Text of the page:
The Four Seasons closes

Associated Press

New York — It’s the end of an era. The Four Seasons restaurant, where the New York City power lunch was born, is closing.

In this July 12, 2016 photo, a sculpture by Richard Lippold hangs from the ceiling above the Front Bar at The Four Seasons restaurant, where the power lunch was born, in New York's landmarked Seagram building, home to the restaurant for 57 years. The epitome of the midcentury style in Midtown Manhattan, The Four Seasons is scheduled to close on Saturday, July 16.

After serving a “must see” crowd of business executive and celebrities for 57 years, the Philip Johnson-designed restaurant served its last meals Saturday.

Housed in the Seagram Building on Park Avenue, its regulars included Henry Kissinger, Nora Ephron and Tom Wolfe.

In recent days, selfies posted online captured some patrons and staff splashing in the pool that graced the center of the dining room.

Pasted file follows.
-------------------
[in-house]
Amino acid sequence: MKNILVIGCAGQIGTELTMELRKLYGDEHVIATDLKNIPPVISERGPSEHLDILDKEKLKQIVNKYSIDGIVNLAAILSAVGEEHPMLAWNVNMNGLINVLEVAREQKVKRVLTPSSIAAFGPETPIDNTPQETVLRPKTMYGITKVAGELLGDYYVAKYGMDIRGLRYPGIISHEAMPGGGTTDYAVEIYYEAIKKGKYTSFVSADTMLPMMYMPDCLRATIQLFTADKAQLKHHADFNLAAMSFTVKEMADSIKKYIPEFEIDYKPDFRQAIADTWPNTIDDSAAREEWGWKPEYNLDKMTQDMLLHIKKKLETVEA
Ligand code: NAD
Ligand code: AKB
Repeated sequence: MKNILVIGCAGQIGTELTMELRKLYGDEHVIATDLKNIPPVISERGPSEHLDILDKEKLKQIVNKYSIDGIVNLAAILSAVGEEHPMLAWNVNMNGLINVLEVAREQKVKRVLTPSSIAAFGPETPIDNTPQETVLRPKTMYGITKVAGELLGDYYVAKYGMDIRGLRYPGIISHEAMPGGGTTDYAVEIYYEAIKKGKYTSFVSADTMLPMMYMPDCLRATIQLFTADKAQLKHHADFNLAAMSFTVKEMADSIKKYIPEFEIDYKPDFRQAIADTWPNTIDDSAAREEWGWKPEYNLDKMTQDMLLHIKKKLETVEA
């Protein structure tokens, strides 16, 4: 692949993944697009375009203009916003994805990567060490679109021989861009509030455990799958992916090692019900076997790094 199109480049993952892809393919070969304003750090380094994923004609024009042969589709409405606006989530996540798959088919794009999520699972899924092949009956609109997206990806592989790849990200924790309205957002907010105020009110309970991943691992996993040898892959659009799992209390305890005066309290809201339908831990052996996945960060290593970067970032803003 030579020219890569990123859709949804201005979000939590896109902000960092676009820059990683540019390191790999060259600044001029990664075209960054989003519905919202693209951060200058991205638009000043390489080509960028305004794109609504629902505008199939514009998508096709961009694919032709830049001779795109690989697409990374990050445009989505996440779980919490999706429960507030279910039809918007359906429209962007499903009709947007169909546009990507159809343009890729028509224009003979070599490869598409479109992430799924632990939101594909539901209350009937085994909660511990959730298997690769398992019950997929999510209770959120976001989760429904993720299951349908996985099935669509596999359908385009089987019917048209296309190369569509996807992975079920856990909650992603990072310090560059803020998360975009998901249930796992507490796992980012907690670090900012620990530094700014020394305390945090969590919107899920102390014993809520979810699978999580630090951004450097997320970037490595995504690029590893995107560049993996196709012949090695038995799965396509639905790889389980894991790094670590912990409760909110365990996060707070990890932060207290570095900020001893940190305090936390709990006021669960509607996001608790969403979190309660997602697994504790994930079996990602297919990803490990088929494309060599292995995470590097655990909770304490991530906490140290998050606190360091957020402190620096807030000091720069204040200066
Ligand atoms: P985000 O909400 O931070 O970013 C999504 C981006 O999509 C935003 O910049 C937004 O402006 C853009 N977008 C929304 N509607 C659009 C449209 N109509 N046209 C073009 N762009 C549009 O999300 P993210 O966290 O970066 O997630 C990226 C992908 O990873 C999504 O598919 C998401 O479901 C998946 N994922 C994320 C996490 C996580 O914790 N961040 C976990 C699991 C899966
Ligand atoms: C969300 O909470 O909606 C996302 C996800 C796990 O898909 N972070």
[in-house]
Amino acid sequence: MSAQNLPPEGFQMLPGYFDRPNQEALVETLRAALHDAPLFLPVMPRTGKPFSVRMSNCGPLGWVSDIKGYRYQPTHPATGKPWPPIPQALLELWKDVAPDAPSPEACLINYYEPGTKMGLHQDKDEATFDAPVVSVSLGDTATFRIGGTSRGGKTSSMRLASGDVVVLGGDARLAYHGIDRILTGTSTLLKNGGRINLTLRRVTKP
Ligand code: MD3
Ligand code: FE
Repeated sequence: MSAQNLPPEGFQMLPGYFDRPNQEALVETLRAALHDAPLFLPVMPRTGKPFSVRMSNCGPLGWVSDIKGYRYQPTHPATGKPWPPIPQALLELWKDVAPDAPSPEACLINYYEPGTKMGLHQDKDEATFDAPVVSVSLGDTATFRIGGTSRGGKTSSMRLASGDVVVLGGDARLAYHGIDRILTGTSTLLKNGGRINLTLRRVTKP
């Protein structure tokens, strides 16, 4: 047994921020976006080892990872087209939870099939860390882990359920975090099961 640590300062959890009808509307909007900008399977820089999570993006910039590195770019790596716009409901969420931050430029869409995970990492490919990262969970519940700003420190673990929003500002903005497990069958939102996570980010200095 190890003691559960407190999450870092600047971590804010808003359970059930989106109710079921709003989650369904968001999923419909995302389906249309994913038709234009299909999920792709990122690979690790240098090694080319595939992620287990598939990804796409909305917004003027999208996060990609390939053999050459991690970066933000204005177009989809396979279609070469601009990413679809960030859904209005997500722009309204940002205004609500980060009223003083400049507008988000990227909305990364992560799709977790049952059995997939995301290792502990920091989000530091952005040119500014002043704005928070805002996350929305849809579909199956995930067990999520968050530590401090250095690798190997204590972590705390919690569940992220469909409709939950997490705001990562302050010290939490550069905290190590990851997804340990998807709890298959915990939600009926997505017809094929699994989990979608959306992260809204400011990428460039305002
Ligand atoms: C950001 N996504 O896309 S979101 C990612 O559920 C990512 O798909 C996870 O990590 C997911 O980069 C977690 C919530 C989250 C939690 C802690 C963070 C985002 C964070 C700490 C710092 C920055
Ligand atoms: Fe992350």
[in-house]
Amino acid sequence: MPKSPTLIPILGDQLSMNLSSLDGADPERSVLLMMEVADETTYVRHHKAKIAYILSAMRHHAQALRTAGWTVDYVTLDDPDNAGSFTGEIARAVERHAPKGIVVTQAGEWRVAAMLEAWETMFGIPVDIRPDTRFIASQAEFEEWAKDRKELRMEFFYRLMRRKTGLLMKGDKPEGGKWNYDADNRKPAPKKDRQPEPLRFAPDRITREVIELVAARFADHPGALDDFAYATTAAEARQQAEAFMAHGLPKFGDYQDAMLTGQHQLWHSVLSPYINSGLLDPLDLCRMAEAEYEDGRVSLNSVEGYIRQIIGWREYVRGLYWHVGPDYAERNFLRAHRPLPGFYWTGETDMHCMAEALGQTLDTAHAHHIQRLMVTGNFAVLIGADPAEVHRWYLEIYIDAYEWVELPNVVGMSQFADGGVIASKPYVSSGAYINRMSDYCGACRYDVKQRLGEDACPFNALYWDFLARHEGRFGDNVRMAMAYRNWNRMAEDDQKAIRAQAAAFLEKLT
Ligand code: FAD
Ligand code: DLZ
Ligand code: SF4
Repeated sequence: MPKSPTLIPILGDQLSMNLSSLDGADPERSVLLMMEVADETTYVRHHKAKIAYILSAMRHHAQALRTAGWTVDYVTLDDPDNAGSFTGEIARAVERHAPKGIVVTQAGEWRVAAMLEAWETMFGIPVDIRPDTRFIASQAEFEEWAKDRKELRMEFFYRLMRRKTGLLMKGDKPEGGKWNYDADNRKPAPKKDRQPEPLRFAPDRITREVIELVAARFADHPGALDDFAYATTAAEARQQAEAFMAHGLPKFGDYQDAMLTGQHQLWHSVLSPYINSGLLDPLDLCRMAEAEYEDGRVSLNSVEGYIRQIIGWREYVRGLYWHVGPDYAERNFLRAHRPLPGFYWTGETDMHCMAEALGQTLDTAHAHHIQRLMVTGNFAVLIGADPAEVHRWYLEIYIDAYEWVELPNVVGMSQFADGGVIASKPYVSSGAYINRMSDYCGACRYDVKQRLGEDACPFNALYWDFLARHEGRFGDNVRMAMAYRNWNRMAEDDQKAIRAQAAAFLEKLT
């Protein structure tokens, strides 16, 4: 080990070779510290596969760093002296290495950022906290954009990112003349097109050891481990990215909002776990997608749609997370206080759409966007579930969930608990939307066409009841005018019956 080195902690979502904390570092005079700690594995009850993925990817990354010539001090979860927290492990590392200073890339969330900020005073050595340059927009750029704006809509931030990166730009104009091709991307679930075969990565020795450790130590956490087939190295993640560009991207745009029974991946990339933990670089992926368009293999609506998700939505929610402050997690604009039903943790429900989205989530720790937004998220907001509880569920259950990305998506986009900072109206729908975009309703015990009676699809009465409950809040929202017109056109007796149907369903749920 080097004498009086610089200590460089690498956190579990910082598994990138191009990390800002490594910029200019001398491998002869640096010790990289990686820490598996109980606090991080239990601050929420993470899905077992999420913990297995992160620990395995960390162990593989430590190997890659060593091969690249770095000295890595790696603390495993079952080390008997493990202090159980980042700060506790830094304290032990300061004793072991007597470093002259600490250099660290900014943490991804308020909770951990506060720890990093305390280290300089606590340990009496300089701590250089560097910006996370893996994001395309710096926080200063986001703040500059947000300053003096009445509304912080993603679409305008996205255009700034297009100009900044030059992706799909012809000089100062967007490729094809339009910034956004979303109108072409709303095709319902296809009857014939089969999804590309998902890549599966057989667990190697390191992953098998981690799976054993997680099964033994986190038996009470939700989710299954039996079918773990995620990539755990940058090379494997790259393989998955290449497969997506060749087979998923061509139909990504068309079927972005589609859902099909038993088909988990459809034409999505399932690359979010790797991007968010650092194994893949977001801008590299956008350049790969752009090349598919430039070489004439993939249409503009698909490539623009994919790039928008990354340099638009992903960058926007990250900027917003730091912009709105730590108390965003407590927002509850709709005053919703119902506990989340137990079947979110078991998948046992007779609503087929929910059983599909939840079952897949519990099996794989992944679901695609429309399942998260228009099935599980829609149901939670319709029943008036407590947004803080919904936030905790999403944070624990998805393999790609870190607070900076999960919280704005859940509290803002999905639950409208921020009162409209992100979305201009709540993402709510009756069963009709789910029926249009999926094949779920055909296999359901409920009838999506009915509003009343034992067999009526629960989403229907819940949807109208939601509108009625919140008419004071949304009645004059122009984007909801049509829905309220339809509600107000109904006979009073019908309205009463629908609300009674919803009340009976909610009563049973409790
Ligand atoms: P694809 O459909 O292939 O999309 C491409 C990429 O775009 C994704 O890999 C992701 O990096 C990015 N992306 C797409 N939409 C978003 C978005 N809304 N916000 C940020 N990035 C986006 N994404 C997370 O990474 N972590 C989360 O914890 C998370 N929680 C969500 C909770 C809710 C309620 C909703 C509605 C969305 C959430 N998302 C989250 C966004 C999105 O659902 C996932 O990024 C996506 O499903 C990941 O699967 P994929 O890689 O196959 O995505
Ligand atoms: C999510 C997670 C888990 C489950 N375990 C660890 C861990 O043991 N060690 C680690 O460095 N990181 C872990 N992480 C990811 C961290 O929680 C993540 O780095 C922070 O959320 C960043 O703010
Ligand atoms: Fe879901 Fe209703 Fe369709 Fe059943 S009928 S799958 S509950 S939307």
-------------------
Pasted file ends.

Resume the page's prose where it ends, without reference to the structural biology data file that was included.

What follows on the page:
A new Four Seasons will open nearby following 18 months of renovation.

The Pool Room of The Four Seasons restaurant is set for lunch service, in New York's landmarked Seagram building, which has housed the restaurant for 57 years. Designed by the legendary architect Philip Johnson and the building's architect Ludwig Mies van der Rohe, the restaurant was a favorite of celebrities and business titans ever since it opened in 1959, and legend has it that Sophia Loren was the first guest to jump in the pool. The Four Seasons is scheduled to close on Saturday, July 16.

But those nostalgic for the original Four Season have a chance to buy a piece of it. Some of its furnishings, including flatware and barstools, go on the auction block July 26.